Eight alumni honored for making 'significant contributions'

Distinguished Engineering Alumni Award recognizes lifetime of achievements, leadership.

Eight alumni honored for making 'significant contributions'

Eight alumni of the George R. Brown School of Engineering at Rice University have been honored for their “accomplishments and incredible impact,” in the words of Reginald DesRoches, the William and Stephanie Sick Dean of Engineering.

“We are here tonight to honor women and men who, after leaving Rice, have taken their intellectual curiosity, creativity and critical thinking and made significant contributions to the profession and society at large,” DesRoches told the 120 guests who attended the dinner and awards induction ceremony held April 27 in the Houston Club. The event was sponsored by the School of Engineering and the Rice Engineering Alumni Board.

The Distinguished Engineering Alumni Award recognizes “a lifetime of professional achievements, leadership and contributions made professionally and to society at large.” The 2018 recipients are:

Melbern G. (Mel) Glasscock, who earned his master’s degree in mechanical engineering from Rice in 1961. He worked for almost 20 years in the oil and gas industry and in 1980 founded Texas Aromatics, Inc., a petrochemical marketing company specializing in aromatic feedstocks, refined aromatics and olefins, gasoline blendstocks and heavy fuels. He serves as the company’s president and CEO. At Rice, Glasscock established the Alan Chapman Award for senior engineering students in honor of Alan Chapman, the former dean of engineering who taught for 60 years at Rice.

Wylie Bernard (Ber) Pieper, who earned a B.A. and a B.S. in civil engineering in 1953 and 1954, respectively. He joined Brown & Root Inc., an engineering, procurement and construction company based in Houston and owned by brothers Herman and George R. Brown. Halliburton Co. acquired Brown and Root in 1962. He moved to Halliburton’s corporate office in 1992 and was named vice chairman and COO in 1994. He retired from Halliburton in 1996, and now operates a private office, Pieper Interests. He served as a member of the Board of Trustees at Rice from 1996 to 2000.

The Outstanding Engineering Alumni Award honors “outstanding professional achievement and service to society.” This year’s recipients are: 

Mohit Aron, who earned an M.S. and Ph.D. in computer science in 1998 and 2000, respectively. He founded Cohesity in 2013, and remains its CEO. In 2016, CRN recognized Cohesity on the list of Storage Emerging Vendors You Need to Know, and as one of the Top 25 Disruptors. 

Mark Dankberg, who earned his B.S. and M.S. in electrical engineering in 1976 and 1977, respectively, and is co-founder, chairman and CEO of ViaSat Inc., a leading satellite communications firm. He was elected a member of the National Academy of Engineering in 2017 and is a member of the Rice University Board of Trustees.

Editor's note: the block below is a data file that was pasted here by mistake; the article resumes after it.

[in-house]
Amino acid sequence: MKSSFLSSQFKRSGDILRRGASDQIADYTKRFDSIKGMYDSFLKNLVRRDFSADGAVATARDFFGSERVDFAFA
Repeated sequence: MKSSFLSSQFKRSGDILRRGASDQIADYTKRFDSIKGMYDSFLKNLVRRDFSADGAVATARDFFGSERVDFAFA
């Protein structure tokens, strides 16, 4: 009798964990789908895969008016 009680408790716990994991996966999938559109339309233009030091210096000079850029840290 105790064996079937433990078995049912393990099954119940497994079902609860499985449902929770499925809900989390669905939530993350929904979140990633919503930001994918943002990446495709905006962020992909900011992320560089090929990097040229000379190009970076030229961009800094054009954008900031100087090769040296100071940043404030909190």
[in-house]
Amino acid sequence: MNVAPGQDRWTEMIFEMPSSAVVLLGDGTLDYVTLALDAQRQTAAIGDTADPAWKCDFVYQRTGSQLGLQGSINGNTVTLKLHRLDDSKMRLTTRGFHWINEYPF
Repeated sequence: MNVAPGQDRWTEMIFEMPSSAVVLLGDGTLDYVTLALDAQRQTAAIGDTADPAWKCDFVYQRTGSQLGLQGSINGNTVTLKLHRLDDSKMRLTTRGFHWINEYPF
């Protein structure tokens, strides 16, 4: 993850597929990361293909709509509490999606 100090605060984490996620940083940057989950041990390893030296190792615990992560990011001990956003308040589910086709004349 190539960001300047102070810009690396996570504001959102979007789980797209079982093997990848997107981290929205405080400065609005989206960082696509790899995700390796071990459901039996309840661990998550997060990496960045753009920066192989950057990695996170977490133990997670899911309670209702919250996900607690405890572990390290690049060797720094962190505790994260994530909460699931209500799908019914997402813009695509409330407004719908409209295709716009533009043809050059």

Wendy Valka Hoenig, who earned her B.A. in materials science in 1986. She is president and CEO of H&H Business Development, a consulting firm that delivers technology and business assessments for start-ups and private equity companies. She is past president of the Board of Directors for the Rice Engineering Alumni.

Michelle LeRoux Williams, who earned a B.S. in mechanical engineering in 1995 and a Ph.D. in biomedical engineering from Duke University in 2000. She joined Aziyo Biologics as COO in 2014. Previously, she served as CSO of Osiris Therapeutics, where she led the development of five stem-cell products.

The Outstanding Young Alumni Award recognizes the achievements of engineering graduates who are younger than 40. This year’s honorees are:

Garrett J. Grolemund, who graduated from Rice with an M.S. and Ph.D. in statistics in 2012. After graduation, he joined RStudio, the free and open-source integrated development environment for R, a programming language for statistical computing and graphics. At RStudio, he is a data scientist and educator.

Christopher Powers earned a B.S. in chemical engineering in 2002. After graduation he went to work as a process engineer in Chevron’s Energy Research and Technology Company in Houston. He now serves as manager for maintenance and reliability at the Chevron refinery in Pascagoula, Miss.

DesRoches said to the award winners: “Your success burnishes Rice Engineering’s reputation for excellence in education and leadership. Thank you for everything you have done for Rice and the School of Engineering.”